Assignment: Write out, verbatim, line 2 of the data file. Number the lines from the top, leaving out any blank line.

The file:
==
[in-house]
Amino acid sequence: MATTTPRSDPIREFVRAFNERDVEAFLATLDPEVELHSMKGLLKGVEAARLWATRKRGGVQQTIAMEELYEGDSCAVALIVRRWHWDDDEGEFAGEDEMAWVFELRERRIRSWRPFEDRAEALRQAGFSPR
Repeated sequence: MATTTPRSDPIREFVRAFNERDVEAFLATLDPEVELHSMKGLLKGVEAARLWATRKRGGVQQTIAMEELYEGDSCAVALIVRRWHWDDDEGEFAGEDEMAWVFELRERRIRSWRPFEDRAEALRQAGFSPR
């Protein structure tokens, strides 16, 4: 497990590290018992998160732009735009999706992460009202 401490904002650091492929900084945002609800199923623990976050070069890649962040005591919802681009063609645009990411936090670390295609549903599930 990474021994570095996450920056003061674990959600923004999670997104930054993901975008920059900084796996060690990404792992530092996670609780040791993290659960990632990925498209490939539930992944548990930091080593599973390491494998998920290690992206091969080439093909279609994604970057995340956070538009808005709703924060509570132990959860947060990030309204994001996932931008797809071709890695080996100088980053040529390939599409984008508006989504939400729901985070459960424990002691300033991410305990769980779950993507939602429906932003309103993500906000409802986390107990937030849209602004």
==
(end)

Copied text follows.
Amino acid sequence: MATTTPRSDPIREFVRAFNERDVEAFLATLDPEVELHSMKGLLKGVEAARLWATRKRGGVQQTIAMEELYEGDSCAVALIVRRWHWDDDEGEFAGEDEMAWVFELRERRIRSWRPFEDRAEALRQAGFSPR